Jamestown Looking To Manage Urban Deer Population With Archery Hunting

first_imgImage by Rory Pollaro/WNYNewsNow.JAMESTOWN – Urban deer have become quite the nuisance for those living in Jamestown, and now, city leaders are considering implementing an archery hunting program to manage the growing population.Jamestown’s City Council is expected to hash-out the idea of authorizing a deer management system, where archery hunters could help reduce the animal’s urban population.Specifically, the New York State Department of Environmental Conservation would authorize licensed volunteer hunters a special permit to hunt deer and coyotes.The program would run from November 1 to December 22 with hunting limited to bow and arrow with shots taken 20 yards or less from buildings. Hunting would take at Jones Memorial Park, Bergman Park, Chadakoin Park and Allen Park; with signs posted to warn the public of the activity.Hunters would take deer to designated processing sites and any processed meat not reserved by the hunter would be donated to a local food pantry.The council is scheduled to discuss the program during Monday’s 7:30 p.m. work session. Share:Click to share on Facebook (Opens in new window)Click to share on Twitter (Opens in new window)Click to email this to a friend (Opens in new window),The ONLY problem in this world, …is Man.,The city arborist already has his friends picked out to get the special hunt!!!!,Of course he does, what did you expect?,Worth the try!,I would be interested in being considered for this program. Granted it is now 11/16, but there are still several days remaining, and I still have my doe tags, if that matters. Is there a procedure for applying, and if so, what is it?,HI Jake, I have been asking for a long time about being able to harvest some of the city deer herd but have been turned down every time. I am sure some city officials have all their buddies setup already. But you never know I would like to be on the list also.,What? Did they decide to toss coyotes into the mix as an afterthought?Can’t seem to make up their minds whether to let coyotes be the predators they were designed to be, and help to limit deer numbers. Oh, right…they’re “sustainable”! And coyotes don’t pay hunting tag fees.Nonsense.If this should occur, there should be NO BAITING.last_img read more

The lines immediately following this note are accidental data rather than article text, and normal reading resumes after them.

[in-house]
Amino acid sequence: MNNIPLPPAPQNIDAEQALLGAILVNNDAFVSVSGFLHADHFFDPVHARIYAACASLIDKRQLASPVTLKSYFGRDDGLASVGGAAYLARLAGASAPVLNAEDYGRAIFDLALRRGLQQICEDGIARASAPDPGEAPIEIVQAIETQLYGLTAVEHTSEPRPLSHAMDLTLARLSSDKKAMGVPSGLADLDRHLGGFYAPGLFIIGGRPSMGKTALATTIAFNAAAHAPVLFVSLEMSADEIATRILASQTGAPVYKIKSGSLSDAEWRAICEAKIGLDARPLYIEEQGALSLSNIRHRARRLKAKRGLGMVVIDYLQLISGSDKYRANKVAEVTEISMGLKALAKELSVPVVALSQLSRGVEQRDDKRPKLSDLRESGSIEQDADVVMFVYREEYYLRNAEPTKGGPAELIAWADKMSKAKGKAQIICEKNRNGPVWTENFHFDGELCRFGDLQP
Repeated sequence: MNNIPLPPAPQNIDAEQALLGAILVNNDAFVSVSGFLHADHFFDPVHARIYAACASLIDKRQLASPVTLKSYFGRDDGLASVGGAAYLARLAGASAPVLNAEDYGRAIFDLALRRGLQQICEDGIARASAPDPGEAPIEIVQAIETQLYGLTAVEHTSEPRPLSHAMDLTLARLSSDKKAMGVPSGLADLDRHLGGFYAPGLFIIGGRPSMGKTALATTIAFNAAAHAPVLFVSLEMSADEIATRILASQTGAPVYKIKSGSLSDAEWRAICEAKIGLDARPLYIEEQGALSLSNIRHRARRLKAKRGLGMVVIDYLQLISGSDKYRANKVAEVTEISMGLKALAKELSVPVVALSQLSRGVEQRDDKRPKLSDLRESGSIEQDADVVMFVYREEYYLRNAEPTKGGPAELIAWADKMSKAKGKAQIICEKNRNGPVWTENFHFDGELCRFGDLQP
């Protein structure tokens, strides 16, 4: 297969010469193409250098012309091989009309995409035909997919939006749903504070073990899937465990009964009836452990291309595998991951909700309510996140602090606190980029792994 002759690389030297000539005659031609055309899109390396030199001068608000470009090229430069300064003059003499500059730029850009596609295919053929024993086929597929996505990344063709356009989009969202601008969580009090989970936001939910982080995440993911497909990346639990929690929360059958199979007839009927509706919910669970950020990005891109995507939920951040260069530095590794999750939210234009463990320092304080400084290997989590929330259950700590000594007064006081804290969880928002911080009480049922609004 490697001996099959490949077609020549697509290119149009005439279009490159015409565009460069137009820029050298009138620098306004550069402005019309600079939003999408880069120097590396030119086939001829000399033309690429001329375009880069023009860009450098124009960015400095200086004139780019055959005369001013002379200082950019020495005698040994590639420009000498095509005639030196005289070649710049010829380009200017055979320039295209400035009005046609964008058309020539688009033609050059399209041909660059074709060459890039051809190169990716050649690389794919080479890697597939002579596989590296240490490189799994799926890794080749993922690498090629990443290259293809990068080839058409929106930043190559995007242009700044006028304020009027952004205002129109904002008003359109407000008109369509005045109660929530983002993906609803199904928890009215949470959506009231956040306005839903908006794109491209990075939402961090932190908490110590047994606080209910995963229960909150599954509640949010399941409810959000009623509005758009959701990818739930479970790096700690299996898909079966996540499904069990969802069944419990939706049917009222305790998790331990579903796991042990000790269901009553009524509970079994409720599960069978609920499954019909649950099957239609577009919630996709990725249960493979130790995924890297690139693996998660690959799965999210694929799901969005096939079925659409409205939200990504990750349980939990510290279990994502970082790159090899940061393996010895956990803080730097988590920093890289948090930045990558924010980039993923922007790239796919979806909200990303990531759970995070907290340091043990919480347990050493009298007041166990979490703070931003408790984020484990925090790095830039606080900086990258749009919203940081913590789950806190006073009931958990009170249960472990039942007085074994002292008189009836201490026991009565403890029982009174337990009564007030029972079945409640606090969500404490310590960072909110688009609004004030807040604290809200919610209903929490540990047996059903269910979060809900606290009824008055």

November is National Homeless Youth Awareness Month